For this blog post I am going to explore the topic that best captured my interest out of six presentations I was given that week, that was the presentation on the subject matter of Transmedia Storytelling.
Figure 1 – Convergence Culture by Henry Jenkins (Cssmentor.com, 2017)
So what is transmedia storytelling? well it’s a subject created by Henry Jenkins in his book ‘Convergence Culture’, it can be defined as to tell a single story over multiple platforms using a variety of digital media to deliver unique pieces of content with different points of entry accessible when combined or on their own.
Figure 2 – The old world and the new world (Storify, 2013)
The first key thing to note is that it’s easy to create components to a story that vaguely go together or allign side by side, this is not transmedia storytelling though, for it to be truly transmedia the elements have to combine to tell a bigger story, while still working in their own right, when combined they will tell a story that is more satisfying than it’s individual parts as shown in the diagram above.
I think this subject still has a lot of untapped potential, it’s still evolving with a lot more to come, it covers areas of interest and skill right at the forefront of the industry mixing those skills with new technology and when successfully done it’s extremely effective at reaching it’s audience. It’s also the dream topic if you are a fan of telling a good narrative with layers and depth.
Figure 3 – The online trailer for Pokemon Go (Vine Report, 2016)
Pokemon Go was the latest evolution of a long standing story that has been evolving for years with Pokemon and their interactions with each other and us. This was the biggest game of 2016, it was the second coming of Pokemon probably being at it’s most popular since the original game was released on the Game Boy in the late nineties. Over 30 million people worldwide playing the game regularly in it’s peak over last summer.
Figure 4 – Gorillaz – The animated video for ‘Do ya thang’ for converse shoes ft Andre 3000 (CGMeetup : Community for CG & Digital Artists, 2014)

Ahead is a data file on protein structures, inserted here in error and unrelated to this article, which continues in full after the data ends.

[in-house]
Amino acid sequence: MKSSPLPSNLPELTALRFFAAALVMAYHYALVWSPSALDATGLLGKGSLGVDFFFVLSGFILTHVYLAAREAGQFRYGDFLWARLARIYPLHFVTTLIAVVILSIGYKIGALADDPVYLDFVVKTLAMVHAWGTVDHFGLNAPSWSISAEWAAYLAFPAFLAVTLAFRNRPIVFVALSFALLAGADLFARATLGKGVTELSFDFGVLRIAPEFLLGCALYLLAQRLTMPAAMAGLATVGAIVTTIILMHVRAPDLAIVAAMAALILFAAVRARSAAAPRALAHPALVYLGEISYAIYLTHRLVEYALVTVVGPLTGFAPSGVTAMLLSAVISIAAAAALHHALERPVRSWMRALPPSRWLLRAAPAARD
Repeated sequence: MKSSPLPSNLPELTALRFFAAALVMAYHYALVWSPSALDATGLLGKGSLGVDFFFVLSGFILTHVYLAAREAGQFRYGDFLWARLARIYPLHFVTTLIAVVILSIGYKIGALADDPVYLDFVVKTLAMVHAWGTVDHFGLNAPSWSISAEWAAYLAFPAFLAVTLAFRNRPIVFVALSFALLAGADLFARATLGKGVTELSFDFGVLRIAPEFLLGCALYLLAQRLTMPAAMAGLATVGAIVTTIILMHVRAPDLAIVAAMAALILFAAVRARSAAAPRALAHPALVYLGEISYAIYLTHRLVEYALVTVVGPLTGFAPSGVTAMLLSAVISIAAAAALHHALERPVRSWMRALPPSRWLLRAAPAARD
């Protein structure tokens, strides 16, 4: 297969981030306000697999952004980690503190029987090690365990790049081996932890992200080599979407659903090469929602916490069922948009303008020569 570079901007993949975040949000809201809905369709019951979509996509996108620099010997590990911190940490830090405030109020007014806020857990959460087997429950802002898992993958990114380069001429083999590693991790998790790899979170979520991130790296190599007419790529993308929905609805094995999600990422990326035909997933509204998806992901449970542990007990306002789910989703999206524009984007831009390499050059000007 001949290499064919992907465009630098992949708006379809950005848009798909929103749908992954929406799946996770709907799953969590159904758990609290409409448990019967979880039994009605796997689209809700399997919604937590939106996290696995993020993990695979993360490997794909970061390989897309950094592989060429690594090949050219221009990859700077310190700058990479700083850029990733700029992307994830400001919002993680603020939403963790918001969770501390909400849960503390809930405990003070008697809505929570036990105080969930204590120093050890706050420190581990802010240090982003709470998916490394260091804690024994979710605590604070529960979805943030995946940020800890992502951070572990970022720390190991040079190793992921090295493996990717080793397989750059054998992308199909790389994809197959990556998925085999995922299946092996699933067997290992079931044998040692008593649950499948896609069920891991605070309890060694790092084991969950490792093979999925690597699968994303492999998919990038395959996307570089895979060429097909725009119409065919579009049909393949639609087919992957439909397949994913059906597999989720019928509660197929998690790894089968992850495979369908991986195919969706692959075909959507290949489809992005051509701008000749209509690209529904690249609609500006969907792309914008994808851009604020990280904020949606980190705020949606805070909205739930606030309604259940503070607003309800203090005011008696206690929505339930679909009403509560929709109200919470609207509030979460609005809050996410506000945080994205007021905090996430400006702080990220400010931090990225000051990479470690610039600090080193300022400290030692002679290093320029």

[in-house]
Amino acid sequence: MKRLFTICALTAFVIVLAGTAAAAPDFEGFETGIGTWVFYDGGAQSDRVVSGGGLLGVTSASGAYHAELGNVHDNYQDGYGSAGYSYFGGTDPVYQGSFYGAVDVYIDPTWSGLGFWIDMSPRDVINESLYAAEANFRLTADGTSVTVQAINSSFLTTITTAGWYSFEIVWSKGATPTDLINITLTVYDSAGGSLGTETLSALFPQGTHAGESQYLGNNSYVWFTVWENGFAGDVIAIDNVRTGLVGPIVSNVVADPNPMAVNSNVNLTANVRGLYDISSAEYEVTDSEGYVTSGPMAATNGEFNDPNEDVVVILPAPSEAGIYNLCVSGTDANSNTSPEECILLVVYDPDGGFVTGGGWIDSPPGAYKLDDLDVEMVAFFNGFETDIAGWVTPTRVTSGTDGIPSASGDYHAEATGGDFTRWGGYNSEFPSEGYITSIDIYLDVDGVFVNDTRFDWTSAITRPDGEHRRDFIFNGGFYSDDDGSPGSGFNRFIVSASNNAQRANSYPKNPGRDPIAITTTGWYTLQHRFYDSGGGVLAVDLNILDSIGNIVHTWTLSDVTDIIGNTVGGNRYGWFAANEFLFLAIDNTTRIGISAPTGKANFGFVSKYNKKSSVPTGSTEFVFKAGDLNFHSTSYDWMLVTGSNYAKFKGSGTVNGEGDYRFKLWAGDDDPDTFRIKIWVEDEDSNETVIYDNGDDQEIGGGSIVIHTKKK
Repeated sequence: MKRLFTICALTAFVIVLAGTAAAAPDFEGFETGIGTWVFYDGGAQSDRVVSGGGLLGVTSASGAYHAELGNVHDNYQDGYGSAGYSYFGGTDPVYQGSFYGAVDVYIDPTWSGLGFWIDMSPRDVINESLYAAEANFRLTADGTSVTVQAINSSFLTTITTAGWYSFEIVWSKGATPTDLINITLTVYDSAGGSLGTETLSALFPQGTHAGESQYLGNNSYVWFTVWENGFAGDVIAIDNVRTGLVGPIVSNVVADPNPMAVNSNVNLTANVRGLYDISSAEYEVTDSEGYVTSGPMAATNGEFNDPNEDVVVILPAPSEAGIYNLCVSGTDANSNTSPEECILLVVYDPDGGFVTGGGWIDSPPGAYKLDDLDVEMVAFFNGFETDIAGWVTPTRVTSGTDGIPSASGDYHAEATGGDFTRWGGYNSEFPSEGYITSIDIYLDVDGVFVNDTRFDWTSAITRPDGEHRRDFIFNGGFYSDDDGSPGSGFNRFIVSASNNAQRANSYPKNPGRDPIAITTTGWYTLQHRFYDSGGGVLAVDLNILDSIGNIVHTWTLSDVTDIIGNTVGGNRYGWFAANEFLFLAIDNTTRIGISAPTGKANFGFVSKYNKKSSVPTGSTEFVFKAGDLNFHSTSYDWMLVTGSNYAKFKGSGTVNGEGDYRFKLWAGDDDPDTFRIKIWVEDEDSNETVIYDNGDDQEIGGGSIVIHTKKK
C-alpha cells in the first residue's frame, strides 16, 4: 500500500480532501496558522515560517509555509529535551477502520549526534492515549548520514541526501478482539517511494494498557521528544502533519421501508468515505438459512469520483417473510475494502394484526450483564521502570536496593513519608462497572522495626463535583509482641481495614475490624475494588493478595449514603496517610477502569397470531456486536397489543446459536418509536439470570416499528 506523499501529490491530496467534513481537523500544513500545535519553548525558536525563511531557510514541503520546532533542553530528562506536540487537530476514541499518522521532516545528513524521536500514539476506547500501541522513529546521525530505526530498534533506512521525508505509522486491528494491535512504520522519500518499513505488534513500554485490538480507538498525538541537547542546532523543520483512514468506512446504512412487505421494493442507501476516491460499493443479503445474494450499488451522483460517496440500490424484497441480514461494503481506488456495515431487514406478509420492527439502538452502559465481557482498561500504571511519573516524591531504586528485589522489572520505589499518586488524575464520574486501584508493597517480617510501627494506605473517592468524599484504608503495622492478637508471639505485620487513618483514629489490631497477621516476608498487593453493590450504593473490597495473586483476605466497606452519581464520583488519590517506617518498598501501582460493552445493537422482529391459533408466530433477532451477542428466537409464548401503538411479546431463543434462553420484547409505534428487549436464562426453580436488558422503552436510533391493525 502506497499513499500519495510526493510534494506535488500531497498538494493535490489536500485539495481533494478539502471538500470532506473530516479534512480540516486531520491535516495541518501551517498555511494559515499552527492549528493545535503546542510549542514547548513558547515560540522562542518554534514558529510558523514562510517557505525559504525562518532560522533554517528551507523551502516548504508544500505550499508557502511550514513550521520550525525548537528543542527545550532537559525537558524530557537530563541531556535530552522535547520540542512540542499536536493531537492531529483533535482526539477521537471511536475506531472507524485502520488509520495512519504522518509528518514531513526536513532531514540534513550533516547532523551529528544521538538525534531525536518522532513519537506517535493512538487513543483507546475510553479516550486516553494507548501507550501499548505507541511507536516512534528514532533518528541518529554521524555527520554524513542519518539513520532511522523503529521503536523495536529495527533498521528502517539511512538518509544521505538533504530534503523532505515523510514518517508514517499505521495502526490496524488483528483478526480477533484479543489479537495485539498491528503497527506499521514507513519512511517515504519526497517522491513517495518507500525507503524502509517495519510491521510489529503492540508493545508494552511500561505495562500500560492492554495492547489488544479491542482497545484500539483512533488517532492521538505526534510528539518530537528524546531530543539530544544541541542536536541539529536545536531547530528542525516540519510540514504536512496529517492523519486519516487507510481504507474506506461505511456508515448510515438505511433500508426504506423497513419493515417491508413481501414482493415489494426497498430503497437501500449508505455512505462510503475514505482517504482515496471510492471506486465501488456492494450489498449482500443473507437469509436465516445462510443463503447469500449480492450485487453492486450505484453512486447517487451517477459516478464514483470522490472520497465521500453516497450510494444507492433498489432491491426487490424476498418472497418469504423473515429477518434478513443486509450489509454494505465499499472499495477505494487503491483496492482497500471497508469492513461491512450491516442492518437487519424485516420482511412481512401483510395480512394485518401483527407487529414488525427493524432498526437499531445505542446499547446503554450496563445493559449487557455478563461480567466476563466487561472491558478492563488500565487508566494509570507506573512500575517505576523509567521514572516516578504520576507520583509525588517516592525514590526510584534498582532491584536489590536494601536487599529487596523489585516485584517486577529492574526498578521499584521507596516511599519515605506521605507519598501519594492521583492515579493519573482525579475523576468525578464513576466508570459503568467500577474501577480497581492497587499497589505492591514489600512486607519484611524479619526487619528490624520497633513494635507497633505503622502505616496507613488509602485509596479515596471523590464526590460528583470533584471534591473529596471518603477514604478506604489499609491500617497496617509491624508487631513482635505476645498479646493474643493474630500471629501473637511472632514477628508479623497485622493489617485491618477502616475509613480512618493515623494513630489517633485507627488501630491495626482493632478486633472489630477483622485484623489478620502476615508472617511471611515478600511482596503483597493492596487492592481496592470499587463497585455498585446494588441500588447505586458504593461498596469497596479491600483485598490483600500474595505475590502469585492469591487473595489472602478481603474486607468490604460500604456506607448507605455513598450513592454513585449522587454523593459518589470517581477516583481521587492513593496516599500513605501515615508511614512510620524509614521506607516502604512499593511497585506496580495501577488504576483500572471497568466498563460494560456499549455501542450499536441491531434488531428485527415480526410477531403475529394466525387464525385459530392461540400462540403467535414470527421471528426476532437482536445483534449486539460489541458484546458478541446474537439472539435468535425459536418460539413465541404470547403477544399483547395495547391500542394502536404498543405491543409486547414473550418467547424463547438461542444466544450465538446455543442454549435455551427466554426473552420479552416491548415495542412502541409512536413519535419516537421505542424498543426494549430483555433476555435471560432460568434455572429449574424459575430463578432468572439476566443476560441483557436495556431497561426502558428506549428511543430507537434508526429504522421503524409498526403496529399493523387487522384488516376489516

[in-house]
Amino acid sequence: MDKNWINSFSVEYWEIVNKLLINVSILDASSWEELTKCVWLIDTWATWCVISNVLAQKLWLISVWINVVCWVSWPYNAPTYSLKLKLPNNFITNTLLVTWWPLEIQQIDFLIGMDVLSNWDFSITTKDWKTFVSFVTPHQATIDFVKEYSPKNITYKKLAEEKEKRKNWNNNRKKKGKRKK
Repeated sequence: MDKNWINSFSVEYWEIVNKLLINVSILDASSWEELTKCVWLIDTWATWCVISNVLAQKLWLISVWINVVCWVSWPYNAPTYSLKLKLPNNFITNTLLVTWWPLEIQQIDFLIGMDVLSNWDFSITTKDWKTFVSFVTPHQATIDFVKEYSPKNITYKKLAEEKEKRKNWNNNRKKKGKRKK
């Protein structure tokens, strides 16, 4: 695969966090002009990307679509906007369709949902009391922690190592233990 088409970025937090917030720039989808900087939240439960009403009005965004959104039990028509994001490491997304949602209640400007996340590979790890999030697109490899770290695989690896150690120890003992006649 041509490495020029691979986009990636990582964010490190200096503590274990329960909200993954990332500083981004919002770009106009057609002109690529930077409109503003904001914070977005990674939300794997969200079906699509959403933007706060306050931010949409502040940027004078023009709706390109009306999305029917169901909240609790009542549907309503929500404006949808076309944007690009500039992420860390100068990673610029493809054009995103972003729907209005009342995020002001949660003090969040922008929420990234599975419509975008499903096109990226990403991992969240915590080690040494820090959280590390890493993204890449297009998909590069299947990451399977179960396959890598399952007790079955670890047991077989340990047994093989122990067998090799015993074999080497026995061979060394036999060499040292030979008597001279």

Cartoon band the Gorillaz, the product of Blur front man Damon Albarn and artist Jamie Hewitt, have been celebrating twenty of years of working on this project this year, the band that exist in their own realm of comics, adverts, games and videos, yet can cross over to do live interviews, performances, release music and headline festivals. Their new album ‘Humanz’ is the latest chapter in the story being released to critical aclaim, this evolution of the band has already seen the first 360 degree video created by the band, the first live interview chat on facebook with the cartoon band members and further treats in store for the audience as the band embark on a world tour over the next year celebrate the new music and greatest hits.
Figure 5 – What media can help to tell a transmedia story (Blog.teachnet.ie, 2015)
I think a big part of the appeal of this kind of storytelling is that, you can be very playful and experimental as long as you are well organised, as you can see in this diagram there are plenty of outlets to tell components of your story/campaign ranging from video, gaming and film, to music, web and photography. There is so much potential in this area, so many combinations yet to be explored or fully achieved, there is a lot more room for progression in this area and in time some of the great storytellers of the modern generation are likely to rise and gain notoriety by working in this transmedia environment being flexible with their story to tell it over the piece of media that best suits the content and audience at that time, embracing skill with new technology as it comes and continues to reshape and redefine what is possible within this area.